Trisha Howell· Howell Canyon Press · [email protected]·888.252.0411 · Free bonus gifts at www.HowellCanyonPress.com and www.TrishaHowell.com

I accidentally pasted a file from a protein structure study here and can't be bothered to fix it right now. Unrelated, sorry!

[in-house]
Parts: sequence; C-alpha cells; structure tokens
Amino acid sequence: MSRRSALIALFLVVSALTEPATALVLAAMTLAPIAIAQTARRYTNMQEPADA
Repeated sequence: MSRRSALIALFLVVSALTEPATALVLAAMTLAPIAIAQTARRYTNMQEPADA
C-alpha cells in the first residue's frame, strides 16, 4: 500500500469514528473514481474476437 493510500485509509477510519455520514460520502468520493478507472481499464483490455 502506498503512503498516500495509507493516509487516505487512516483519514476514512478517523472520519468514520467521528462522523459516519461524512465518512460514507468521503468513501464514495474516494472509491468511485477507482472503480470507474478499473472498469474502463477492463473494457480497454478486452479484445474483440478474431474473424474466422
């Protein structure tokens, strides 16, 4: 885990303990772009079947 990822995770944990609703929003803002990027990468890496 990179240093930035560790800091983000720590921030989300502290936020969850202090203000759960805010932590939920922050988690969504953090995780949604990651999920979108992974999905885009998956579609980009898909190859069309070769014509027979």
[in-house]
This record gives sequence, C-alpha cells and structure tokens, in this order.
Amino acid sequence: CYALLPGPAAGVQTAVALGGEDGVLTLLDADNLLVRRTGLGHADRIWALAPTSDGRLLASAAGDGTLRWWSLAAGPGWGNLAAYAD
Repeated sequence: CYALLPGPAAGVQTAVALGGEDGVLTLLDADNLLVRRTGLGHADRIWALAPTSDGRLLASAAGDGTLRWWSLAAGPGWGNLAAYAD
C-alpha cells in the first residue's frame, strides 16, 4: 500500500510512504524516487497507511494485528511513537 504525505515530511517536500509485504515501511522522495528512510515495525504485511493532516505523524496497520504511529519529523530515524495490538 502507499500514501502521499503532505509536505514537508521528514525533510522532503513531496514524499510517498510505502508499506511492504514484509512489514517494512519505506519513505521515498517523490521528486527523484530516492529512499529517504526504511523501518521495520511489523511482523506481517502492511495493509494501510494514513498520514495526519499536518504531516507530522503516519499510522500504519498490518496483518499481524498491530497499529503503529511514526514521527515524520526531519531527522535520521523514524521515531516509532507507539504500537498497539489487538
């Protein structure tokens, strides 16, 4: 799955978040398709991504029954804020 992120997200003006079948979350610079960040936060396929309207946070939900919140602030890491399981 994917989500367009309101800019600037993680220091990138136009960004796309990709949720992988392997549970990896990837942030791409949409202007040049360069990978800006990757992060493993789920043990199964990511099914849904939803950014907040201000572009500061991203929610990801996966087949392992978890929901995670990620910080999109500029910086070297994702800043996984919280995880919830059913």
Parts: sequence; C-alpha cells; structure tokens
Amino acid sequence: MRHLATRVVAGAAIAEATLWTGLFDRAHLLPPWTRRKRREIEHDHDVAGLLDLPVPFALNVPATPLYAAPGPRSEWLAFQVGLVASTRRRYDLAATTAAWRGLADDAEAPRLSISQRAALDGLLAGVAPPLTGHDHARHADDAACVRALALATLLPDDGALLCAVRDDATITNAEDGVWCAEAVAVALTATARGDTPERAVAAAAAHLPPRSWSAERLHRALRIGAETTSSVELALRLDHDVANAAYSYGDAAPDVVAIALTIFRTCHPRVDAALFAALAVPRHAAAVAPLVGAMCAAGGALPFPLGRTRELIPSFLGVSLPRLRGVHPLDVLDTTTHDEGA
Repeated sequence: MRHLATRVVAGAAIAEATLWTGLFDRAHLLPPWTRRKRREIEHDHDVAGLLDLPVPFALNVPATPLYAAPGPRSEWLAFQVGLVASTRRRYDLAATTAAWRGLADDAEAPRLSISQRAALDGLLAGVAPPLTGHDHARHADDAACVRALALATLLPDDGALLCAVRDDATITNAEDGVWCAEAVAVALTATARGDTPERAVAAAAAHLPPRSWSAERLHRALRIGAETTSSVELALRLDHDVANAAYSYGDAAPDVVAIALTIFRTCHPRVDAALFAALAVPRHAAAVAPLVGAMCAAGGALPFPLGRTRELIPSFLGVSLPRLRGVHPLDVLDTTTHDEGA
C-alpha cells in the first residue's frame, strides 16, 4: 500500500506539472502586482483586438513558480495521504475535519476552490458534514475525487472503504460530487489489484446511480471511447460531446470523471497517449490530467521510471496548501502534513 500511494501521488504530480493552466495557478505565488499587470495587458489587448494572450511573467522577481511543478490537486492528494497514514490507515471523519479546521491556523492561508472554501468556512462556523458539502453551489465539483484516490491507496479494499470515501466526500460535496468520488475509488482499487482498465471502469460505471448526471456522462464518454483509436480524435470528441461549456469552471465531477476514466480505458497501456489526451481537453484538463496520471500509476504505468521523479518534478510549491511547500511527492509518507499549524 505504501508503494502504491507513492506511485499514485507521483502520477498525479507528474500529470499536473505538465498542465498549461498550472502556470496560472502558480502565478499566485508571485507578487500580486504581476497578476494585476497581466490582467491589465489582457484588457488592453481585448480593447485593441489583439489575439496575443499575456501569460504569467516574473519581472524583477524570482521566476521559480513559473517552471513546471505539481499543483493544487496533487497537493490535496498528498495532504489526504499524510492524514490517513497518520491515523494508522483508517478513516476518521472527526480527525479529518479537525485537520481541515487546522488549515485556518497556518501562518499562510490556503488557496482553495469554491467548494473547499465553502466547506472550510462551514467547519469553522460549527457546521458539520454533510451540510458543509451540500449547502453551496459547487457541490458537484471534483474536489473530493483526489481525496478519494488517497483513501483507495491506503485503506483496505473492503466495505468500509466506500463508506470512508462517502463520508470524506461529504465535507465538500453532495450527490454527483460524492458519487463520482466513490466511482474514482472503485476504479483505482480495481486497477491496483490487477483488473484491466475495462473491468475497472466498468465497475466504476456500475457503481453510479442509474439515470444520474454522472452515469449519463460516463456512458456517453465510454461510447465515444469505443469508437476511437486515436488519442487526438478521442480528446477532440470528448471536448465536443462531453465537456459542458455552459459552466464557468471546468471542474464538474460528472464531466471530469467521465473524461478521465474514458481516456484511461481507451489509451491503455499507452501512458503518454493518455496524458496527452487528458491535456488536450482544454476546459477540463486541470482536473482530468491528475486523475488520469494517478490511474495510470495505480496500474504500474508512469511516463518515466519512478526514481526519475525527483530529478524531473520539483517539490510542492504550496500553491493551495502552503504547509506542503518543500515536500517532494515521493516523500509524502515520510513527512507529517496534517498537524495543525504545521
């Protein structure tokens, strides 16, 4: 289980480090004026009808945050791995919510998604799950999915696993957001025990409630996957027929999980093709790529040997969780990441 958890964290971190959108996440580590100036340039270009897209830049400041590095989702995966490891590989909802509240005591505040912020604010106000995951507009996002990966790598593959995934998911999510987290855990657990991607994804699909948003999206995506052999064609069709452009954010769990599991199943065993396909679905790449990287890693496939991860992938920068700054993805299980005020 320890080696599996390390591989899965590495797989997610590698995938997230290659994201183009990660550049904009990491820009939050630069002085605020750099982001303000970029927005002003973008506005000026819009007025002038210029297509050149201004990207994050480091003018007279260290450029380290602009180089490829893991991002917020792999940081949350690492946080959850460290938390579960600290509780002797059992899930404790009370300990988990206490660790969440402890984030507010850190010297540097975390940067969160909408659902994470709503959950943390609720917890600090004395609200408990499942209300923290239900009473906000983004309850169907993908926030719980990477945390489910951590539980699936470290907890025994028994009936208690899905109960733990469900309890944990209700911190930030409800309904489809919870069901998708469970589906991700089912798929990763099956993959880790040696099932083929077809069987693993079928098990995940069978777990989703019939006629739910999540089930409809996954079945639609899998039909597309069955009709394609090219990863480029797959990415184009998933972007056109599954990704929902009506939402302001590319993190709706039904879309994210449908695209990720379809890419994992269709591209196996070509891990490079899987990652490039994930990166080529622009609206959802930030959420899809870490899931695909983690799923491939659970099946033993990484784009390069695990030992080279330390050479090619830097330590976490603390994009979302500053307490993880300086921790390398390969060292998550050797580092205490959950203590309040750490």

4 Law of comic opposites: Create two characters with opposite perspectives: Who could give this person the worst possible time? Comedy is less about laughs than about willful, perverse destruction of character serenity and peace. To create comedy, you must combine seemingly unconnected items until you find the comic connection (the truth of the disparity). Thoroughly dissect a topic and prepare a list of relationships--find words (double, triple meanings), phrases, events, people, facts, things, symbols, and pictures that are similar and opposite to the main topic. Find the relevant beyond the obvious--the nonstandard meanings--and thus the humorous connections. Take a realistic image in your mind and distort or exaggerate it to visualize a funny image. Or juxtapose two images and outrageously exaggerate. Take standard phrases and generate funny questions that might have generated those replies. Humor tools include: exaggeration; understatement; (unexpected) reversal/switches; intrusion of the unexpected word, phrase, person, or event; reversals or substitutions of words (wordplay), identities, conventional wisdoms, or behaviors; wildly inappropriate response; anachronism; failure, humiliation, incompetence, embarrassment and other misfortune--willful, perverse destruction of character serenity and peace; miscommunication and misunderstanding; absurdity and fantasy; bathos (pride goes before a fall); insane `logical' progressions; parody and satire; timing; mime; slapstick; repetition; extremes; indecision; suspension of conventional controls (then fly into worlds of nonconformity, illogic, or silliness); unusual juxtapositions/ clash of context; simplicity; clarity; relevance; surprise; irreverence; incongruity; identification; precision; rhythm; tension and release; telling a truth or lie (e.g., the direct opposite) to comic effect. Specific humor tools: Rule of 9 (generate a list of ten related potentially funny things to find the best one--you can do this in answer to questions such as, What would a funny name for a sports team be?); Rule of 3 (jokes are often structured as introduction, validation, and violation of an idea/theme/expectation); Jokoid (interim step to a funny joke--fills the place where a more comic turn of words will eventually go: e.g., Jokoid "A man's commitment to women's liberation lasts until the next bikini comes along" becomes joke "A man's commitment to women's liberation wilts in the face of a wet Tshirt"); Doorbell effect (give the character a strong expectation of a certain outcome, make the audience believe that the expectation is valid, and then defeat the character's and audience's strong expectations as rudely and ruthlessly as possible); Eyebrow effect (snowball effect: solution to problem creates larger problem whose solution creates larger problem, etc.); Clichés (use only if twisted into something new, if expectation is defeated; for example, a clichéd character becomes funny when you imbue him/her with an attitude that is wildly inappropriate to the nature of his/her cliché); Running Gag (change the details, the importance of the circumstances, and which character has the line or attitude but keep the overall structure the same); Callback (end by referring to earlier joke or idea--this funny completion can be very satisfying to the audience); Raise the stakes (new element of risk or reward: What's the worst possible thing that can happen to this person next?); Comic vocabulary (keep a list of funny things for future use); Ear tickles (alliteration, external and internal rhymes, great puns). Trisha Howell· Howell Canyon Press · [email protected]·888.252.0411 · Free bonus gifts at www.HowellCanyonPress.com and www.TrishaHowell.com